Galadza saw how that impacted Reception House. “That saw our services scale up by 500 per cent,” she said. “We served close to 1000 refugees in that one year whereas most years it is 200-300.”
Leaving everything behind to move to Canada is so obviously a stressful and isolating time for newcomers, so Galadza appreciates what the Park and neighbourhood offer to these individuals and families.
“It’s such a blessing to have this location (101 David St.) I can’t even imagine the conditions that they are coming from, and to be in such a beautiful space across from Victoria Park — which is just so gorgeous — it’s really a blessing.”
Russell still lives in his childhood home today, and uses similar language as Galadza to describe the neighbourhood.
“It was a blessing to be born so near the park. My playground was a block away in either direction, and what more could a child want really.”
In addition to imaginative games, such as those based on themes of war, Russell engaged in a variety of sports available in the park. He both played baseball, and also watched the Kitchener Panthers play in the park’s stadium which would later be removed in 1967.
“My passion for baseball started in the park. In addition to playing ball with friends, my first job was selling programs at the baseball games there,” he said.
Russell also played football in the park, skated on Victoria Park Lake during the winter and recalled his mother playing tennis when there were courts there. Soccer was also popular for him and his classmates, who won the city championship for Victoria School in 1947.
Now, it’s rare to walk past the Victoria Park Commons and not see children chasing after a soccer ball, when the weather warms up. It’s likely that some of those children just arrived to Canada and are staying at Reception House.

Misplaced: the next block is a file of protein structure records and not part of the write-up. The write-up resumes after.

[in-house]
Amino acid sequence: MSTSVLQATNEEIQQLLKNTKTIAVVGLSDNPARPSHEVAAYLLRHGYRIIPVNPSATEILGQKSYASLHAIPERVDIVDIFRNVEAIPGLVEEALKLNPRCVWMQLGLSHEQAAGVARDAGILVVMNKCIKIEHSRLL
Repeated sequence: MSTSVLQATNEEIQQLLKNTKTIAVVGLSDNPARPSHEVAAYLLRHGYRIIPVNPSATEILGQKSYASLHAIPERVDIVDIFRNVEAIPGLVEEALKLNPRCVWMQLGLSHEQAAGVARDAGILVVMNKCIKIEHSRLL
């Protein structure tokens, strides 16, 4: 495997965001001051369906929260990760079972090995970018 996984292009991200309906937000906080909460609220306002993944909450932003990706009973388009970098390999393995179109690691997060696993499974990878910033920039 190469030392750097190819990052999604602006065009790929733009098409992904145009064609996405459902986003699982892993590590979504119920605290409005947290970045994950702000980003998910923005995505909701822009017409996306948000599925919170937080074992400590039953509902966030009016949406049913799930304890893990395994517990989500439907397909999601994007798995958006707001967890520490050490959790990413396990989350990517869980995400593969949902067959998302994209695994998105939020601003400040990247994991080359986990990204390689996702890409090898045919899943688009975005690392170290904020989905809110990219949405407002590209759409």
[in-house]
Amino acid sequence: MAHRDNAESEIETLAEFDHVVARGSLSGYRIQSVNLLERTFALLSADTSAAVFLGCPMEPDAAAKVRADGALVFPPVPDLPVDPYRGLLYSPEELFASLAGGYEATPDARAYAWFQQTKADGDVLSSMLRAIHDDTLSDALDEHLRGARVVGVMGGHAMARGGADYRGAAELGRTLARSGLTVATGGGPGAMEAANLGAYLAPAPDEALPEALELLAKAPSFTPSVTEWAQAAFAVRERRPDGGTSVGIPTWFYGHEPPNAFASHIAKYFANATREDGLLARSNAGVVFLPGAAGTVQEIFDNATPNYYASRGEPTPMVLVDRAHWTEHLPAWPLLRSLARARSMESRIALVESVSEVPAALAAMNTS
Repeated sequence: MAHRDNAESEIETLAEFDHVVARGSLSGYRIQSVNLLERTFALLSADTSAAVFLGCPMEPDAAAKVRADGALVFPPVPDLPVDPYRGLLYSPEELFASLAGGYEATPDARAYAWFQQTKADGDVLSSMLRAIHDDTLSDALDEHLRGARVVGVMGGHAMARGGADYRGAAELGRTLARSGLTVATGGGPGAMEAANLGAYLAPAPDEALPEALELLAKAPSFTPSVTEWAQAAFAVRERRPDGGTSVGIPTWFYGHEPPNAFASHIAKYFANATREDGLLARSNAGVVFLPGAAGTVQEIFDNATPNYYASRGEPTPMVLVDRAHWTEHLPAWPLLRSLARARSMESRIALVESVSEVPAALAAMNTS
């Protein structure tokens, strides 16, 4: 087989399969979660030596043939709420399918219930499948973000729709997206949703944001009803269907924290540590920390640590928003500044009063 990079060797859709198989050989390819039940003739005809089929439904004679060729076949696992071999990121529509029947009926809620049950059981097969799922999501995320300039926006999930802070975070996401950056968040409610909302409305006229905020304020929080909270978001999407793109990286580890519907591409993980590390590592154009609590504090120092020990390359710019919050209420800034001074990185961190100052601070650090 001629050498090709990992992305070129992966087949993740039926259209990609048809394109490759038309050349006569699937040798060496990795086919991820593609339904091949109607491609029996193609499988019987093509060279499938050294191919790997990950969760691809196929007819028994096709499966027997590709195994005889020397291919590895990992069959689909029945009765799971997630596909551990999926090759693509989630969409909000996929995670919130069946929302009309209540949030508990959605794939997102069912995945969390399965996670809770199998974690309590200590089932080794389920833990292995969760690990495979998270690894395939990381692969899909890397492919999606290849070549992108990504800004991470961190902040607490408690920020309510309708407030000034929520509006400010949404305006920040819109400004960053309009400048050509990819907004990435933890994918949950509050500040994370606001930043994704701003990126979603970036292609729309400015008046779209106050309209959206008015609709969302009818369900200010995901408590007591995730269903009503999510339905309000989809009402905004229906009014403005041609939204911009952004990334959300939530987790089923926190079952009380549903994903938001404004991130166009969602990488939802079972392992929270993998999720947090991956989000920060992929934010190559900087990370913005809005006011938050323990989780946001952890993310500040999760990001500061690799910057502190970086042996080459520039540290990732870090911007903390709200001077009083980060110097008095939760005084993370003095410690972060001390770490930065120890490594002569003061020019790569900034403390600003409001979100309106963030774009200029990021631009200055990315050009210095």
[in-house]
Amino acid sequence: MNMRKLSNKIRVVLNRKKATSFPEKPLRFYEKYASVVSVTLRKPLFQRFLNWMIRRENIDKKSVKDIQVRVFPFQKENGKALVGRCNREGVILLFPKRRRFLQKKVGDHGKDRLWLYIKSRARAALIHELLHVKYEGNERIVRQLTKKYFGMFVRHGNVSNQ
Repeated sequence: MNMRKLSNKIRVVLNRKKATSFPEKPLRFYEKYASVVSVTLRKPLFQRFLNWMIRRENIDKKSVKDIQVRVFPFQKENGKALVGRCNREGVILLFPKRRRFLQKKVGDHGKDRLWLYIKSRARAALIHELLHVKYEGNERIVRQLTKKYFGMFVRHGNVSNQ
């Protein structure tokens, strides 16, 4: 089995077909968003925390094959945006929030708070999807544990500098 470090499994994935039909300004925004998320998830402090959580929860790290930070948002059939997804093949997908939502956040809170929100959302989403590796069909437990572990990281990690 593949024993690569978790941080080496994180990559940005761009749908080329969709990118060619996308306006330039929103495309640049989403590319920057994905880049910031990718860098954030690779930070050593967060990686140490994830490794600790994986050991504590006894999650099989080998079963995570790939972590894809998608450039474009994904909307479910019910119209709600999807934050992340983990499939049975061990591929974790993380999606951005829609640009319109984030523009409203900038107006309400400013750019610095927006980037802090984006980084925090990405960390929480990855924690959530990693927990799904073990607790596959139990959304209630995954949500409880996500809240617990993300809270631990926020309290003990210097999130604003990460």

The Park is a place for recreation, but also one of peace for Reception House residents. “[I’ve] heard from so many clients that when they are feeling restless or frustrated, they just walk through the park,” Galadza said.
Their connection to the Park often remains, even after families find a more permanent home.
“We know that there are a lot of newcomer families that meet there regularly, even after they move out of Reception House, which is so nice to see,” Galadza said. “This is their first impression of Kitchener, this beautiful park and this beautiful home.”
It’s clear that the park acts as a binding agent between neighbours, despite being a long-term resident or a newcomer. The Victoria Park Neighbourhood Association (VPNA) seeks to strengthen such connections between neighbours.
“[The VPNA is] creating a stronger sense of belonging and a safer, healthier and engaged community,” said Cathy Lumb, a VPNA board member.
Without the park, the 2016 sledding party wouldn’t have brought both new families and long-term residents together.
“[There were] about 75 newly arrived refugee children from Reception House that had a chance to try out tobogganing and enjoy hot chocolate with whipped cream for the first time,” Lumb said.
Although the streets don’t really talk, the people who frequent them speak for those streets. In the Victoria Park neighbourhood, the streets, and the park itself, tell the diverse and unique stories of those who live and have lived there, during times of stress or happiness or change. Just as these streets help to connect neighbours, our stories help to do the same.
Marika Galadza is a volunteer at the Community Edition.